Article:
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Re: Eerily Quiet in Here Given...

Unread postby British_Pharaoh » Fri May 31, 2013 3:24 pm

YahooFanChicago wrote:Surprisingly no commentary from our resident UK faction about the backlash in the UK after the attack in Woolwich.

Seems like there have been multiple attacks on Mosques, an Islamic cultural center and threats made to the muslim community over in the UK. I guess these acts must not be as repulsive as the airline/passenger incident in Boston where 2 passengers were removed and delayed for a few hours.? And in any event I guess the backlash is directly due to the "American war on terror" so if the British behavior is bad in any way it can be fully attributed to us Yanks.



It's disgusting I found it very ironic that an EDL leader implored people not to judge the entire group on the behaviour of one individual (the person in question had raised his hand in a Fascist salute)

We oppose them every way we can
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Re: Eerily Quiet in Here Given...

Unread postby British_Pharaoh » Fri May 31, 2013 3:27 pm

peeker643 wrote:
Heart of smugness

Unlike Belgium, Britain is still complacently ignoring the gory cruelties of its empire

Maria Misra
Guardian

Tuesday July 23, 2002


So the Belgians are to return to the Heart of Darkness in an attempt finally to exorcise their imperial demons. Stung by another book cataloguing the violence and misery inflicted by King Leopold's empire on the Congo in the late 19th and early 20th century, the state-funded Royal Museum for Central Africa in Brussels has commissioned a group of historians to pass authoritative judgment on accusations of genocide: forced labour, systematic rape, torture and murder of the Congolese, around 10 million of whom are thought to have died as a consequence.

This is not the first time that the Belgian empire has been singled out for censure. Back in the Edwardian era, British humanitarians spilled much ink over its excesses and Conrad's novella was corralled into service to show Leopold's Congo as a sort of horrific "other" to Britain's more uplifting colonialism.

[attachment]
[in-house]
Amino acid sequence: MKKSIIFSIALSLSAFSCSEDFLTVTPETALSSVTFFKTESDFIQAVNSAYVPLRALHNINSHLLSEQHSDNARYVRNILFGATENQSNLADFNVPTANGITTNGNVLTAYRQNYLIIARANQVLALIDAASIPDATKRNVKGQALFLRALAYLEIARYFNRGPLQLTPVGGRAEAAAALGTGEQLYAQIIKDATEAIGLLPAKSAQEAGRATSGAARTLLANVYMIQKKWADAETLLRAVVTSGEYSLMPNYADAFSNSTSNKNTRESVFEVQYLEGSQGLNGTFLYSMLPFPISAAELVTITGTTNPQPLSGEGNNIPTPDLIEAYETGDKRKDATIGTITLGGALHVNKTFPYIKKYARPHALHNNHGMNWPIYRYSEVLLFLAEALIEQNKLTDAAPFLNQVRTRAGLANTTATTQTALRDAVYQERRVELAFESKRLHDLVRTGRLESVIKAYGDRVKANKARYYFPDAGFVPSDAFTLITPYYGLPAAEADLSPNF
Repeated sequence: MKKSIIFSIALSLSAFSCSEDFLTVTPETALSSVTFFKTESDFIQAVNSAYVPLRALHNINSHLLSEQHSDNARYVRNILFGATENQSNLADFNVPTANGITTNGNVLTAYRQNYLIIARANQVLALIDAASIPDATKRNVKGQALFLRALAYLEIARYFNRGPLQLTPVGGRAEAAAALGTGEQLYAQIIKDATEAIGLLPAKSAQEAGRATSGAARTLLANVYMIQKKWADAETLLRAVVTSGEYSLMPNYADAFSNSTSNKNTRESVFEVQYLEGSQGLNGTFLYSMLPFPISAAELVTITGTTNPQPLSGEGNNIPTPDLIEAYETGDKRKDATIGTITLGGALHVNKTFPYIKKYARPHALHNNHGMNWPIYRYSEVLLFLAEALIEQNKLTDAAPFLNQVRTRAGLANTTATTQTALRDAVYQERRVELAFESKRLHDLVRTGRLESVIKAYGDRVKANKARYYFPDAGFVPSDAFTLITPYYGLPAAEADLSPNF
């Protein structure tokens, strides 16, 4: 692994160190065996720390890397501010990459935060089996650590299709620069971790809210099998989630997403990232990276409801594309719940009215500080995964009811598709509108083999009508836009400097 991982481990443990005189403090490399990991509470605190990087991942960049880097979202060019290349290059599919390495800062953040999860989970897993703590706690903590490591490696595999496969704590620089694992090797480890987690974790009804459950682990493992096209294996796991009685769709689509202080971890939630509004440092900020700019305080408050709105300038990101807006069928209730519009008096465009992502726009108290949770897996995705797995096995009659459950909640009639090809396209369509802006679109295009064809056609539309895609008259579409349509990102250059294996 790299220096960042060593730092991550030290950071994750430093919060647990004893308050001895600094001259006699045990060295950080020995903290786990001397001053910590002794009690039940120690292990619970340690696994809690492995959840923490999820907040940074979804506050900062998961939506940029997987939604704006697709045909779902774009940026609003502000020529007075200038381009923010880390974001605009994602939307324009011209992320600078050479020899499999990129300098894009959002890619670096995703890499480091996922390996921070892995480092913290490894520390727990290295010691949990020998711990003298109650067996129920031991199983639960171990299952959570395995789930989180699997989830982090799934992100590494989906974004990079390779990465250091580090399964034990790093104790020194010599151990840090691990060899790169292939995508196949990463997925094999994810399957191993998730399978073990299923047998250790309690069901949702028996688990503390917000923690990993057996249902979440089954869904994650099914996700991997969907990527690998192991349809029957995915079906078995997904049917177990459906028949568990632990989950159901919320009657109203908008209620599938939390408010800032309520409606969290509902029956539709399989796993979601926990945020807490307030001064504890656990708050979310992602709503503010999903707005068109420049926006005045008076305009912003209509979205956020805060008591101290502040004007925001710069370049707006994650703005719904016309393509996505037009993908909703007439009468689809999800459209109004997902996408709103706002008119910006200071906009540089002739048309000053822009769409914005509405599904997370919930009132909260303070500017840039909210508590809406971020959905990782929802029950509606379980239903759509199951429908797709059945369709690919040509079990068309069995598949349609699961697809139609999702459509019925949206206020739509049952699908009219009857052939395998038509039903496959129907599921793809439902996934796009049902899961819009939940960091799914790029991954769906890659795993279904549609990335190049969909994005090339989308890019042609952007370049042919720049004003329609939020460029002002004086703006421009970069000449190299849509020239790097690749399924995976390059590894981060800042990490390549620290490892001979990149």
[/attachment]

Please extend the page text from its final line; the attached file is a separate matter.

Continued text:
Complacency about Britain's imperial record lingers on. In the post-September 11 orgy of self-congratulation about the west's superiority, Blair's former foreign policy guru, Robert Cooper, and a host of journalistic flag-wavers were urging us not to be ashamed of empire. Cooper insisted empire was "as necessary now as it had been in the 19th century". The British empire was, we were assured, a generally well-intentioned attempt to inculcate notions of good government, civilised behaviour and market rationality into less well-favoured societies.

Is such a rosy view of British imperialism justified? Many argue that it is. After all, surely the British have less blood on their hands than the French and the Belgians? Wasn't the British addiction to the free market a prophylactic against the horrors of forced labour? And didn't those peculiar class obsessions make them less racist than the rest - silly snobs, but not vicious yobs? And isn't India not only a democracy, but, thanks to the British, one with great railways? Perhaps there is a kernel of truth in some of this, but there's also much wilful smugness. While the complex consequences of colonial economic policy require extended analysis, it is possible to dispel more swiftly the myth that the British Empire, unlike King Leopold's, was innocent of atrocities.